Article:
The vision that some people have for their church is simply for it to become bigger and more powerful. This contradicts the example of Christ who was a humble, suffering servant and was eventually martyred. Jesus lost hundreds of converts. Why do we want our church to grow so rapidly and so much? Is it because we see ourselves as some new age political power? Why did someone in the Jesus Fellowship Church write a letter to the Prime Minister saying 'we are praying for a revival that will change our society?' There are problems with books about the cell church movement that expect very rapid growth. I accept that in Hillhall (near Belfast) the church was growing very rapidly and planned to increase from 2 cells to 4 in the next year. Hillhall was a place where the majority of people understood the gospel but didn't know how to put it into practice. They could talk the talk but couldn't walk the walk. People in Newcastle wouldn't consider themselves Christians at all and wouldn't even understand the fundamentals. Rapid growth happens in places where there seems to be more of a spiritual dynamic, like Africa, South America or the United States. It isn't necessarilly the true measure of success. The ability to gather crowds is not a sign that God is blessing your ministry. Growth is certainly related to evangelism but many people can evangelise for years and see only modest results. I used to think that if Christians prayed hard enough and evangelised hard enough, we could cause a revival anywhere we wanted to. This is not so. Some pastors quote the growth figures from South American books and expect to see the same results in their cell groups. This often leads to frustration, and to people abandoning the cell church idea altogether. Exponential growth causes us to focus on numbers rather than on people. The church becomes a business vying for greater market share. We need to focus on people, how we might help and encourage them, and what God is teaching us through them. Focusing on evangelism and numerical growth leads to new converts being neglected. It is very common for a church to double in size in two years and then collapse again. This is sometimes because of the spiritual forces around us. Most people who became Christians in my old church, when it was growing rapidly, were teenagers. No one can hold on to teenagers. Teenagers fall in love with everything. They have a friend in the army, so they want to join the army. They have a friend in the church, so they want to join the church. If they genuinely find Jesus, they will genuinely find a boyfriend or girlfriend who expects sex. They may be lost from the church for several decades, if they are under this sort of pressure. We need to maintain close friendships with these people and assure them that the way back to the church is always open. In the Jesus Fellowship most of the people who became Christians in large numbers were Roma, who eventually returned to Eastern Europe. God did a mighty work among a group of people but they never really became part of the English church. I remember watching some of the Roma people singing hymns around a bonfire. I would have loved to join in. They were singing hymns in their own language. I couldn't join in. One English Christian I met had belonged to the Jesus Fellowship at this time and left because he felt neglected. 'It was all about the Roma.' One person said, during Mission England in the 1980s, 'Compared to evangelism, everything else a church does is like moving the furniture around when the building is on fire.' I strongly disagree with this. Lots of other things a church does are essential if we do not want the fruit of our evangelism to be lost or to go rotten on the tree.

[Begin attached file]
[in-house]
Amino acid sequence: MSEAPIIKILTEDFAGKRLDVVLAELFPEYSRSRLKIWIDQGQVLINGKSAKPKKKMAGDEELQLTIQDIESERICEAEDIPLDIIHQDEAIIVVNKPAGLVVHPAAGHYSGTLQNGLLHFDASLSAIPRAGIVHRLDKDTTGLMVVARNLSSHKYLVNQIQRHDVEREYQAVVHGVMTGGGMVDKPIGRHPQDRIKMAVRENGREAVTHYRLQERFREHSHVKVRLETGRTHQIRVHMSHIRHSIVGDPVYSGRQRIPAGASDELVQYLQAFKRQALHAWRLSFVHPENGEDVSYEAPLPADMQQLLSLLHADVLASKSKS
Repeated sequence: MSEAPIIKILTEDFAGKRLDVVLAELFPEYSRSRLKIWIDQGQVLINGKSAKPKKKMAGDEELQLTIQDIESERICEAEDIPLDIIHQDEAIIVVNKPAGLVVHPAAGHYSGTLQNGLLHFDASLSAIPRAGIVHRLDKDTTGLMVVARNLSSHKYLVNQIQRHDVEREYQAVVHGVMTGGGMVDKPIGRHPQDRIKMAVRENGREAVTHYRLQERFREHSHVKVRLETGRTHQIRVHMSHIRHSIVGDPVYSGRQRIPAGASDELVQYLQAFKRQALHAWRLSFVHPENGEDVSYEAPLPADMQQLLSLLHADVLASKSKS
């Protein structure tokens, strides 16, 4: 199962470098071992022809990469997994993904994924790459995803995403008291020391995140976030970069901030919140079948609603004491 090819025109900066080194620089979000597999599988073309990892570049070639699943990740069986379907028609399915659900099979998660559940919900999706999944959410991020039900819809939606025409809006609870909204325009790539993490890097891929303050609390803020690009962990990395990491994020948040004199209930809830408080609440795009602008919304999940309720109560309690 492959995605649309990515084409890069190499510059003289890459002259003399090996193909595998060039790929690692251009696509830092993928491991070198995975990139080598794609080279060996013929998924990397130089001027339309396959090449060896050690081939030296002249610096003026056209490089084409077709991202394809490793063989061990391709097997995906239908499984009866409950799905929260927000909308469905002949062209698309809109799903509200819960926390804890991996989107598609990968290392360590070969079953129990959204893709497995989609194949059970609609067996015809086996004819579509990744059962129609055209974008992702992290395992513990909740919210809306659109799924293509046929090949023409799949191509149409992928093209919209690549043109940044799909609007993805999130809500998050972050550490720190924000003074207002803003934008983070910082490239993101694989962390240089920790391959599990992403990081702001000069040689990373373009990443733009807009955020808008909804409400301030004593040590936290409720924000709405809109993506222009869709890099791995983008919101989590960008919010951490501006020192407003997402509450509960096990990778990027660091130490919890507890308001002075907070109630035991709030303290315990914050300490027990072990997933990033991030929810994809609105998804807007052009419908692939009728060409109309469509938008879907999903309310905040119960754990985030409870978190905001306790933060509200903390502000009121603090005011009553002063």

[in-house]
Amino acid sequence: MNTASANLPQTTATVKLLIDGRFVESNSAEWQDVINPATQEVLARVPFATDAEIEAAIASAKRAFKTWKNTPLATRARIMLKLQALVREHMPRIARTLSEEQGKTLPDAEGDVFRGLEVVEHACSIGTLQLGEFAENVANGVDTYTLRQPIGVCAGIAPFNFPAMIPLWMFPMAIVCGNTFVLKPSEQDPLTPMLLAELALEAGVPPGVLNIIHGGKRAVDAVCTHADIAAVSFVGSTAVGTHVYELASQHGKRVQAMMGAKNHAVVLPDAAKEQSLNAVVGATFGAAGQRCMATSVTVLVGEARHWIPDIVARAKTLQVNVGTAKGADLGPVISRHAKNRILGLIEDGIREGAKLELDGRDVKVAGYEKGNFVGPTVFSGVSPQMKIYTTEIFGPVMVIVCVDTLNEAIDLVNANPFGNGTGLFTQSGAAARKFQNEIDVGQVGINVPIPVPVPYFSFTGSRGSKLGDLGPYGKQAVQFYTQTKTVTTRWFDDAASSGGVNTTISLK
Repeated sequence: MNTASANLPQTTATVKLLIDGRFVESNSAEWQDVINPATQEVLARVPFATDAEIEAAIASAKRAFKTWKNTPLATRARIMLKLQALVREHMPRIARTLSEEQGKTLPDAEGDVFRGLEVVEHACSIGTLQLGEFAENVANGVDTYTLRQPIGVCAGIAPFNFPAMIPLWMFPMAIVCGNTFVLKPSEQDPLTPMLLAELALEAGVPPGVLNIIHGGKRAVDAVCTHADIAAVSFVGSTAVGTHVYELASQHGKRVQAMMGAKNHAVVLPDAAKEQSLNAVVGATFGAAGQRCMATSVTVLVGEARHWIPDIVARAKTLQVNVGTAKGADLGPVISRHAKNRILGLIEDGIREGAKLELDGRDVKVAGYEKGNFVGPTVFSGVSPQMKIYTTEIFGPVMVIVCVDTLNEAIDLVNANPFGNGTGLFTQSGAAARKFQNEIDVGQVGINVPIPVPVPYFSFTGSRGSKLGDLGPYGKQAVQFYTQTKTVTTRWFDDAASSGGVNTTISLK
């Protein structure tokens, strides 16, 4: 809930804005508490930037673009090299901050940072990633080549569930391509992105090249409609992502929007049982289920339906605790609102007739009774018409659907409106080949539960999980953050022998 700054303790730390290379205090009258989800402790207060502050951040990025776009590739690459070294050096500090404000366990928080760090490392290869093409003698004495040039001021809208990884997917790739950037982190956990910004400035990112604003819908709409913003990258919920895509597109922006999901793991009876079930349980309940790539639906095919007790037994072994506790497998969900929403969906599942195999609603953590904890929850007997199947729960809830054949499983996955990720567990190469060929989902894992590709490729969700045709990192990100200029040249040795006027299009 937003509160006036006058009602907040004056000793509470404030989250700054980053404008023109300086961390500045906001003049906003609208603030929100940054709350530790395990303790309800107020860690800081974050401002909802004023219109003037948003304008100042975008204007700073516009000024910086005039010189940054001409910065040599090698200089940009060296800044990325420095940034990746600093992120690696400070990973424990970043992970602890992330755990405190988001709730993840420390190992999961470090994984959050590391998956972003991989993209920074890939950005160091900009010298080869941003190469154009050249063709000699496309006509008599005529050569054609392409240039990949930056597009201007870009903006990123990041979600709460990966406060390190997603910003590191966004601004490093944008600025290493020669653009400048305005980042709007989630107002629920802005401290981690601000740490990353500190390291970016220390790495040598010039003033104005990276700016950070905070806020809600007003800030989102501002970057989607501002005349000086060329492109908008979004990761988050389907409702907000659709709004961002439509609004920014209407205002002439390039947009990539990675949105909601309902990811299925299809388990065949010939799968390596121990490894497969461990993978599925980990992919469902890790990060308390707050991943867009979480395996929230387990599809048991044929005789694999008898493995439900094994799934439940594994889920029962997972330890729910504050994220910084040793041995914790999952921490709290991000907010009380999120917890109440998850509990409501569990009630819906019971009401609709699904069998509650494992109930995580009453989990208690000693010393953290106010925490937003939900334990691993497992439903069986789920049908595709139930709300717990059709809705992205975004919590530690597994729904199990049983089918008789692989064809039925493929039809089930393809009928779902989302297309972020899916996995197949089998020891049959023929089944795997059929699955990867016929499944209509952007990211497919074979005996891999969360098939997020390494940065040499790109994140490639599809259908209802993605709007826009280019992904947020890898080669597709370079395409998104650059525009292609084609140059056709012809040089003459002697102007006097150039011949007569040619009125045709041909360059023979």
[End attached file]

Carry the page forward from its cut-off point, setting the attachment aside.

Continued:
(1) Jeremy Myers' notes for a book he intended to write that became 5 books. Available on the internet for free.
(2) Has the Church Reached its Cell Buy Date? Encounters on the Edge. Church Army. The Sheffield Centre. No 3.
(3) Unchurching. Christianity Without Churchianity. Richard Jacobson.